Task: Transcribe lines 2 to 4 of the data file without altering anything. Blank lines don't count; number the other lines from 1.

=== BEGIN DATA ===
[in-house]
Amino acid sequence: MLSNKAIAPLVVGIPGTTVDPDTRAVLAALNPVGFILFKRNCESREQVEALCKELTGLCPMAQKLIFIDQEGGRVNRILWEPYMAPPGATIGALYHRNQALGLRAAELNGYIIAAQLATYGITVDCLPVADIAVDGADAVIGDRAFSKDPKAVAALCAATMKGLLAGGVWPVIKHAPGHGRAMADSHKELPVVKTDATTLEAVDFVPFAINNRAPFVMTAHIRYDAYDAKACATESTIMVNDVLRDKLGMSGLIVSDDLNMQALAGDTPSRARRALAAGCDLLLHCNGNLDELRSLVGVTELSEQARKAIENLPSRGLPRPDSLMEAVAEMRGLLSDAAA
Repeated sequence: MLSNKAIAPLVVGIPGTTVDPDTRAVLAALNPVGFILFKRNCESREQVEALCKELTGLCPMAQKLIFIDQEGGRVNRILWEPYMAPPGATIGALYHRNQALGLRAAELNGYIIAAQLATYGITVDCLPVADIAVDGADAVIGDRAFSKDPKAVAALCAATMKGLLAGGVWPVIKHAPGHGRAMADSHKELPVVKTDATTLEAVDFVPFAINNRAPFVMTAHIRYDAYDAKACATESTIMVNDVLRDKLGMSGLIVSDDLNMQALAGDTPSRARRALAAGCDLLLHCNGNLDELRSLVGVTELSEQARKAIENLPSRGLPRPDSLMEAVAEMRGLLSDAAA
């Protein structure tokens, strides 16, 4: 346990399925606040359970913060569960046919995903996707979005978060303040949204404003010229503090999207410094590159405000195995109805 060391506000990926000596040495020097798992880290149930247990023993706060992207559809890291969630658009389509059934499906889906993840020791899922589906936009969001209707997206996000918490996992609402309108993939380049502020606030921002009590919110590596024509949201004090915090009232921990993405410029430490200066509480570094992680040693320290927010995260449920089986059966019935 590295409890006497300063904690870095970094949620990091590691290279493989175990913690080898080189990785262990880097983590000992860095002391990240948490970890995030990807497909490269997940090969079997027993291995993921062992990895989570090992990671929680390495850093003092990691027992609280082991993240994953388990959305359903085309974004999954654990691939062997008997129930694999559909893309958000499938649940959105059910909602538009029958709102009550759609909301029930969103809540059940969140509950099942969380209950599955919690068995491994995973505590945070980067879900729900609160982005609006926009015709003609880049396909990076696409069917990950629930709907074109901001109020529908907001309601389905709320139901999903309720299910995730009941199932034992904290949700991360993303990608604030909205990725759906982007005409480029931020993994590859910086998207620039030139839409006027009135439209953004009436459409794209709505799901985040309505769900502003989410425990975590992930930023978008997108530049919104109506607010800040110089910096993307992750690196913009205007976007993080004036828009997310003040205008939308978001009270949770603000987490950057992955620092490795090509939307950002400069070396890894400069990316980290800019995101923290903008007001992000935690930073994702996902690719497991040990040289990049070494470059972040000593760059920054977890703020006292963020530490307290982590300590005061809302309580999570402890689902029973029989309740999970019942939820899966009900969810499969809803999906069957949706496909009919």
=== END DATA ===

Amino acid sequence: MLSNKAIAPLVVGIPGTTVDPDTRAVLAALNPVGFILFKRNCESREQVEALCKELTGLCPMAQKLIFIDQEGGRVNRILWEPYMAPPGATIGALYHRNQALGLRAAELNGYIIAAQLATYGITVDCLPVADIAVDGADAVIGDRAFSKDPKAVAALCAATMKGLLAGGVWPVIKHAPGHGRAMADSHKELPVVKTDATTLEAVDFVPFAINNRAPFVMTAHIRYDAYDAKACATESTIMVNDVLRDKLGMSGLIVSDDLNMQALAGDTPSRARRALAAGCDLLLHCNGNLDELRSLVGVTELSEQARKAIENLPSRGLPRPDSLMEAVAEMRGLLSDAAA
Repeated sequence: MLSNKAIAPLVVGIPGTTVDPDTRAVLAALNPVGFILFKRNCESREQVEALCKELTGLCPMAQKLIFIDQEGGRVNRILWEPYMAPPGATIGALYHRNQALGLRAAELNGYIIAAQLATYGITVDCLPVADIAVDGADAVIGDRAFSKDPKAVAALCAATMKGLLAGGVWPVIKHAPGHGRAMADSHKELPVVKTDATTLEAVDFVPFAINNRAPFVMTAHIRYDAYDAKACATESTIMVNDVLRDKLGMSGLIVSDDLNMQALAGDTPSRARRALAAGCDLLLHCNGNLDELRSLVGVTELSEQARKAIENLPSRGLPRPDSLMEAVAEMRGLLSDAAA
């Protein structure tokens, strides 16, 4: 346990399925606040359970913060569960046919995903996707979005978060303040949204404003010229503090999207410094590159405000195995109805 060391506000990926000596040495020097798992880290149930247990023993706060992207559809890291969630658009389509059934499906889906993840020791899922589906936009969001209707997206996000918490996992609402309108993939380049502020606030921002009590919110590596024509949201004090915090009232921990993405410029430490200066509480570094992680040693320290927010995260449920089986059966019935 590295409890006497300063904690870095970094949620990091590691290279493989175990913690080898080189990785262990880097983590000992860095002391990240948490970890995030990807497909490269997940090969079997027993291995993921062992990895989570090992990671929680390495850093003092990691027992609280082991993240994953388990959305359903085309974004999954654990691939062997008997129930694999559909893309958000499938649940959105059910909602538009029958709102009550759609909301029930969103809540059940969140509950099942969380209950599955919690068995491994995973505590945070980067879900729900609160982005609006926009015709003609880049396909990076696409069917990950629930709907074109901001109020529908907001309601389905709320139901999903309720299910995730009941199932034992904290949700991360993303990608604030909205990725759906982007005409480029931020993994590859910086998207620039030139839409006027009135439209953004009436459409794209709505799901985040309505769900502003989410425990975590992930930023978008997108530049919104109506607010800040110089910096993307992750690196913009205007976007993080004036828009997310003040205008939308978001009270949770603000987490950057992955620092490795090509939307950002400069070396890894400069990316980290800019995101923290903008007001992000935690930073994702996902690719497991040990040289990049070494470059972040000593760059920054977890703020006292963020530490307290982590300590005061809302309580999570402890689902029973029989309740999970019942939820899966009900969810499969809803999906069957949706496909009919």